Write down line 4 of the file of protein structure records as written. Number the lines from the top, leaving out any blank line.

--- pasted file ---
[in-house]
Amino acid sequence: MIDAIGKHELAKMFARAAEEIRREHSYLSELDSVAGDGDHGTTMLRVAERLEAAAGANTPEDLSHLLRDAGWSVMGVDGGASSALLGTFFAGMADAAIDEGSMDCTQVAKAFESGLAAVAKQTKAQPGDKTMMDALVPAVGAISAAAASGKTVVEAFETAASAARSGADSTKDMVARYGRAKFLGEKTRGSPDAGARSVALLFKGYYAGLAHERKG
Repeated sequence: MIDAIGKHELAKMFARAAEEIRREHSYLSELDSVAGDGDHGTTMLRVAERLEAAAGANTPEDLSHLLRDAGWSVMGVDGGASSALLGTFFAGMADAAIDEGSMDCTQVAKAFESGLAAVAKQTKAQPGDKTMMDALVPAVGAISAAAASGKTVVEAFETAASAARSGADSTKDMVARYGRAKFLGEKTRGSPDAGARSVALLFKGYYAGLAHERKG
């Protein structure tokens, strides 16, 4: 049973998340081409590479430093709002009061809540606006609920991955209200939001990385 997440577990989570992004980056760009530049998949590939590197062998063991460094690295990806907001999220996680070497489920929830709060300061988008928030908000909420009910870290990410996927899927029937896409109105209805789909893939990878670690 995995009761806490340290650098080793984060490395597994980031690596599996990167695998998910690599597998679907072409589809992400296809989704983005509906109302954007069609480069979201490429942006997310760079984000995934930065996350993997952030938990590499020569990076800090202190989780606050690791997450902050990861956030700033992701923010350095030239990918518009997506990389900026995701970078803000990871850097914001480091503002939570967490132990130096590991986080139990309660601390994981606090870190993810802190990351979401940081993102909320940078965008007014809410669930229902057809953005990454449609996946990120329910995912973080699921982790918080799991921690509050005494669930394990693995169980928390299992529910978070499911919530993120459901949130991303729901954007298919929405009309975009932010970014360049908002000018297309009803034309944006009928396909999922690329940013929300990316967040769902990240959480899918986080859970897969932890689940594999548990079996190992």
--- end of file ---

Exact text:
């Protein structure tokens, strides 16, 4: 049973998340081409590479430093709002009061809540606006609920991955209200939001990385 997440577990989570992004980056760009530049998949590939590197062998063991460094690295990806907001999220996680070497489920929830709060300061988008928030908000909420009910870290990410996927899927029937896409109105209805789909893939990878670690 995995009761806490340290650098080793984060490395597994980031690596599996990167695998998910690599597998679907072409589809992400296809989704983005509906109302954007069609480069979201490429942006997310760079984000995934930065996350993997952030938990590499020569990076800090202190989780606050690791997450902050990861956030700033992701923010350095030239990918518009997506990389900026995701970078803000990871850097914001480091503002939570967490132990130096590991986080139990309660601390994981606090870190993810802190990351979401940081993102909320940078965008007014809410669930229902057809953005990454449609996946990120329910995912973080699921982790918080799991921690509050005494669930394990693995169980928390299992529910978070499911919530993120459901949130991303729901954007298919929405009309975009932010970014360049908002000018297309009803034309944006009928396909999922690329940013929300990316967040769902990240959480899918986080859970897969932890689940594999548990079996190992």